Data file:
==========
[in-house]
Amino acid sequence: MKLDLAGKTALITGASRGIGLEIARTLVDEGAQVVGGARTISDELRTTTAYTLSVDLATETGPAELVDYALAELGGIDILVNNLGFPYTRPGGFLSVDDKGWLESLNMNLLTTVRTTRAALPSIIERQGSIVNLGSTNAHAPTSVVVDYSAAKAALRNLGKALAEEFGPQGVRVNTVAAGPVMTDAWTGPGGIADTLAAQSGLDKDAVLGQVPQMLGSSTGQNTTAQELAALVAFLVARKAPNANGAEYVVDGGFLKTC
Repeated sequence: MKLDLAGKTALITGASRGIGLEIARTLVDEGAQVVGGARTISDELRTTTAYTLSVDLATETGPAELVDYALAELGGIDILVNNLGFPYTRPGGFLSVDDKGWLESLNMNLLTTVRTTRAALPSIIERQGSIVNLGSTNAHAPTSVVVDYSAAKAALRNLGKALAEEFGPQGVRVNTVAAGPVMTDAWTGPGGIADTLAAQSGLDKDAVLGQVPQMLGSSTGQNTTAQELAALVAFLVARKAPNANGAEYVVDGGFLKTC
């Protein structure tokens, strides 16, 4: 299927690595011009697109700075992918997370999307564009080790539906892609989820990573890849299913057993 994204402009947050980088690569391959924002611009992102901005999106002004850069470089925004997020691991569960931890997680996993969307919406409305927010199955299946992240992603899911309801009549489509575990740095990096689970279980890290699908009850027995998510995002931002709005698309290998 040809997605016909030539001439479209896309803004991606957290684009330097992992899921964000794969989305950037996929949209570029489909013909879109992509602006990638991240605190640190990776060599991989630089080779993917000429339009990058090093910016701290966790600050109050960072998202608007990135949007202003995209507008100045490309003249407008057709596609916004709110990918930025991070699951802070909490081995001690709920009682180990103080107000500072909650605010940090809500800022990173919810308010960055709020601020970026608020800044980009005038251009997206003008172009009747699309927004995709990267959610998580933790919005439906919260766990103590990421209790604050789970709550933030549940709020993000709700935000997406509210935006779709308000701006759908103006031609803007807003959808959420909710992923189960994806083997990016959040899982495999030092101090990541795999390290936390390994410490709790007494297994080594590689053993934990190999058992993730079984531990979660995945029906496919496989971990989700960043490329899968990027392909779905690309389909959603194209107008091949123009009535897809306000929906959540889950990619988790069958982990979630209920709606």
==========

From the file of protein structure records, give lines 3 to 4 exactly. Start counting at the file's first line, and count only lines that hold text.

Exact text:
Repeated sequence: MKLDLAGKTALITGASRGIGLEIARTLVDEGAQVVGGARTISDELRTTTAYTLSVDLATETGPAELVDYALAELGGIDILVNNLGFPYTRPGGFLSVDDKGWLESLNMNLLTTVRTTRAALPSIIERQGSIVNLGSTNAHAPTSVVVDYSAAKAALRNLGKALAEEFGPQGVRVNTVAAGPVMTDAWTGPGGIADTLAAQSGLDKDAVLGQVPQMLGSSTGQNTTAQELAALVAFLVARKAPNANGAEYVVDGGFLKTC
């Protein structure tokens, strides 16, 4: 299927690595011009697109700075992918997370999307564009080790539906892609989820990573890849299913057993 994204402009947050980088690569391959924002611009992102901005999106002004850069470089925004997020691991569960931890997680996993969307919406409305927010199955299946992240992603899911309801009549489509575990740095990096689970279980890290699908009850027995998510995002931002709005698309290998 040809997605016909030539001439479209896309803004991606957290684009330097992992899921964000794969989305950037996929949209570029489909013909879109992509602006990638991240605190640190990776060599991989630089080779993917000429339009990058090093910016701290966790600050109050960072998202608007990135949007202003995209507008100045490309003249407008057709596609916004709110990918930025991070699951802070909490081995001690709920009682180990103080107000500072909650605010940090809500800022990173919810308010960055709020601020970026608020800044980009005038251009997206003008172009009747699309927004995709990267959610998580933790919005439906919260766990103590990421209790604050789970709550933030549940709020993000709700935000997406509210935006779709308000701006759908103006031609803007807003959808959420909710992923189960994806083997990016959040899982495999030092101090990541795999390290936390390994410490709790007494297994080594590689053993934990190999058992993730079984531990979660995945029906496919496989971990989700960043490329899968990027392909779905690309389909959603194209107008091949123009009535897809306000929906959540889950990619988790069958982990979630209920709606």